Don’t Buy Foreign Rental Property in Colombia in 2017!

You don’t want to buy foreign rental property in Colombia in 2017. In fact, you don’t want to invest in any country with a rate higher than 20%… or maybe even 10%.

Here’s why US citizens shouldn’t buy foreign rental property in Colombia in 2017.

When you earn money in a foreign country, you pay that country’s tax rate. Then you pay US tax on those profits. To eliminate double taxation, you get a dollar for dollar tax credit, called the Foreign Tax Credit, on any money you paid to the foreign country.

For example, let’s say you bought a rental property in Nicaragua which has a capital gains tax rate of 10%. You bought the property for $50,000 and sold it for $50,000, for a capital gain of $50,000.

You’ll pay 10% on that gain to Nicaragua, or $5,000. Then you’ll report the gain on your US return and paying the US long term gain rate of 20% (not including Obamacare tax).

Because of the Foreign Tax Credit, you get a credit for the 10% paid to Nica leaving 10% for the IRS. Your total capital gains paid will be the US rate of 20% minus what you pay to the foreign country.

If the US long term capital gains rate were to go 10% under President Trump, you would pay 10% to Nicaragua and zero to the United States.

Next, assume that same property were in Mexico with a capital gains rate of 25%. You would pay 25% to Mexico and zero to the US. If the US rate goes to 10%, you still pay 25% to Mexico.

The foreign tax credit also applies to rental income. It appears that net rental income could be taxed at 15% under President Trump. Thus, you don’t want to invest in a country with a tax on rental profit of more than 15%… at least, not until you know for sure what the US rate will be.

That is to say, you don’t want to invest in a country with a higher tax rate than the United States. If they have the same rate, no problem… you pay them and zero to the US. If they have a lower rate, you pay the US…. so it’s a wash.

Because the US rate for rental income is likely to fall, and Colombia has a very high tax rate on foreign rental property, you don’t want to invest in Colombia in 2017. An investment in Colombia is likely to cost you 17% more than other countries in the region.

Here are Colombia’s tax rates: DAN, MAKE A CHART

Monthly Income US$1,500 US$6,000 US$12,000
Tax Rate 15.47% 27.29% 27.31%

Net income from leasing real property is considered as ordinary income and taxed at 33%. Rental income is subject to 3.5% withholding tax on gross payments, which is considered an advance tax payment.

Taxable rental income is computed by deducting income-generating expenses (such as administrative costs, insurance, realtor or leasing agent fees, taxes, maintenance and repairs) from the gross rent. Property taxes are also deductible.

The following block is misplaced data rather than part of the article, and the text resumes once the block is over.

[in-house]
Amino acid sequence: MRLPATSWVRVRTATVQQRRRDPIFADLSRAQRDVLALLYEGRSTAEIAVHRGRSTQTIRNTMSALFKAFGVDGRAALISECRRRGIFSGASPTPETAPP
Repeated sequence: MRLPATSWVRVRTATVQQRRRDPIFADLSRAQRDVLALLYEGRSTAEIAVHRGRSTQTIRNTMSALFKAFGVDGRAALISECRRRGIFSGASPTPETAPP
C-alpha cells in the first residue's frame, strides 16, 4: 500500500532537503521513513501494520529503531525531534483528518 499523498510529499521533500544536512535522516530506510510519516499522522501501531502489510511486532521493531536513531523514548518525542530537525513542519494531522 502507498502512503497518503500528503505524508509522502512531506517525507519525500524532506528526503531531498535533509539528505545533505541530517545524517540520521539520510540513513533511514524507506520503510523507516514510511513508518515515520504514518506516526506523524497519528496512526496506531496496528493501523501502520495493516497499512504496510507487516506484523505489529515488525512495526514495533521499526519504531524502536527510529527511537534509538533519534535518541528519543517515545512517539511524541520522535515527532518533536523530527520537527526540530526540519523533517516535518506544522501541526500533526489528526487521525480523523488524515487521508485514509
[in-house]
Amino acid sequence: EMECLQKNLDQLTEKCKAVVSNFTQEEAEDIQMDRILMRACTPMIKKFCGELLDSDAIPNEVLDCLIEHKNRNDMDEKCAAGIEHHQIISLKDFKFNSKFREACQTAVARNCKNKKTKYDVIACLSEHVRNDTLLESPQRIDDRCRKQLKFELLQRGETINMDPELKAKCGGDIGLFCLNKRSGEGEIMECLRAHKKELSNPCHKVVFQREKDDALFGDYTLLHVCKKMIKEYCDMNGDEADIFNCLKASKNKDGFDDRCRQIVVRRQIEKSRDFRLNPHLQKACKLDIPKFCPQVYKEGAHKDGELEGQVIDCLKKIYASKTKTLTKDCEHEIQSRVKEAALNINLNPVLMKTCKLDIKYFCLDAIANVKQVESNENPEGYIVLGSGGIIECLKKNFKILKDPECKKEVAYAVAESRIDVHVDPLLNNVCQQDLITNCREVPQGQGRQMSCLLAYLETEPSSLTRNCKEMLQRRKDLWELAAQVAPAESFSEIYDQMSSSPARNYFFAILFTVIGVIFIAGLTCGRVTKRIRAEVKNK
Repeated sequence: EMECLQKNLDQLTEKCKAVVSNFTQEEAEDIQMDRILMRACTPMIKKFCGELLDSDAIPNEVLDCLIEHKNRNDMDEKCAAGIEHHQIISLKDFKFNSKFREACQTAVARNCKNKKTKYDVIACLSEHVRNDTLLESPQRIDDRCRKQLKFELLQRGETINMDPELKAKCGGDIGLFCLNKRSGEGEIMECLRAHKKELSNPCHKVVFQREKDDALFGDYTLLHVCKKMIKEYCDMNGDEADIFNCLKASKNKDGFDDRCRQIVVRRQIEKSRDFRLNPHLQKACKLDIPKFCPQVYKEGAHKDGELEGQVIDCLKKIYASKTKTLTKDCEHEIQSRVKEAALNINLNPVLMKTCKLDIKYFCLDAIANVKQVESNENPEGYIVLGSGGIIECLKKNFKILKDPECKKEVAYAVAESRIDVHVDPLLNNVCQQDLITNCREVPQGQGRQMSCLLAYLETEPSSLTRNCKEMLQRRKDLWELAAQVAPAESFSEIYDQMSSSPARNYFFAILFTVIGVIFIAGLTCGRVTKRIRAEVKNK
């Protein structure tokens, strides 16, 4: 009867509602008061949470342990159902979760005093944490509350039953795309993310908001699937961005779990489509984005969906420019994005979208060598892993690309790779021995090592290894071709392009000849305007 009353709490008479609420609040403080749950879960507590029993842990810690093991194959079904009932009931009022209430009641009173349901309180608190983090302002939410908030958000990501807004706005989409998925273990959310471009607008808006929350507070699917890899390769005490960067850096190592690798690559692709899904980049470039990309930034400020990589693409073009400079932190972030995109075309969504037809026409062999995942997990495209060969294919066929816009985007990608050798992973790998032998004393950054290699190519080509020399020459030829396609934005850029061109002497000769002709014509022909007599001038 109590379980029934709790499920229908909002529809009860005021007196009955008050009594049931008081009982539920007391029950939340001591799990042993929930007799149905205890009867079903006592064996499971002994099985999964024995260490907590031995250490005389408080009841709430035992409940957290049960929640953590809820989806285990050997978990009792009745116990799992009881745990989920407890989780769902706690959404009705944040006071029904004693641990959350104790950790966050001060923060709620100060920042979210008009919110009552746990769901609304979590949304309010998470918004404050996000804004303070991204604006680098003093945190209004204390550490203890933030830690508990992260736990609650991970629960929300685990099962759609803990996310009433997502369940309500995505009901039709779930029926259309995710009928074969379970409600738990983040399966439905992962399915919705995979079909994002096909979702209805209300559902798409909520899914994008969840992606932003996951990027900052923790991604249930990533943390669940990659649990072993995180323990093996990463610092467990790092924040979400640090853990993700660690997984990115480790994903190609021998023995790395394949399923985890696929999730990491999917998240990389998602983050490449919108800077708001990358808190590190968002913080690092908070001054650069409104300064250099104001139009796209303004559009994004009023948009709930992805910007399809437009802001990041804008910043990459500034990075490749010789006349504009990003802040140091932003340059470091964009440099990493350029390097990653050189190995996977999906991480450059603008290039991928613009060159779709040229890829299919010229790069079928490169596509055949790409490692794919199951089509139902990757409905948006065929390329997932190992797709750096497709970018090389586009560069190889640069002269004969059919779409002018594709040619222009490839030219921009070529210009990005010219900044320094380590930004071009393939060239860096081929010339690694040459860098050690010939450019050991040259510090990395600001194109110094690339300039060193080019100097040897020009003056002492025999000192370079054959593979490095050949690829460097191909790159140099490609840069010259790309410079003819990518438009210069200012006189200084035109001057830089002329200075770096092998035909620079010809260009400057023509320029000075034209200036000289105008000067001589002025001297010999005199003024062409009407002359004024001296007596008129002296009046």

Capital gains from selling real property held for at least two years are subject to capital gains tax at a flat rate of 10%. The taxable gain is computed by deducting the following from the selling price: acquisition costs (as revalued by the consumer price index), costs of transferring ownership, and improvement costs.

Capital gains realized from properties sold within two years of acquisition are taxed at 33% for nonresidents.

What’s missing from the deduction column is depreciation. You get to take straight line depreciation on your US return but get no depreciation allowance in Colombia. This effectively increases your tax by about 5% per year.

The tax cost of investing in a high tax country such as Colombia becomes even greater when you buy using your US IRA.

When you form an Offshore IRA LLC and purchase foreign real estate in your retirement account, all rental income and capital gains flow into that LLC tax free. Because you pay no US tax on the income, any foreign tax paid is a cost that can’t be recaptured.

When you buy with your IRA, selecting a low or zero tax country can increase your ROI by 30 to 40%. Assuming appreciation is the same throughout the regain, focus on tax rates to maximize profits.

For example, Belize has no capital gains tax and no tax on rental profits. This is one of the best countries in the region for those buying in their retirement accounts.

I hope you’ve found this article on why you shouldn’t invest in Colombia in 2017 helpful. For more how how to take your IRA offshore, or to be connected with an international investments expert, please send an email to or call us at (619) 550-2743.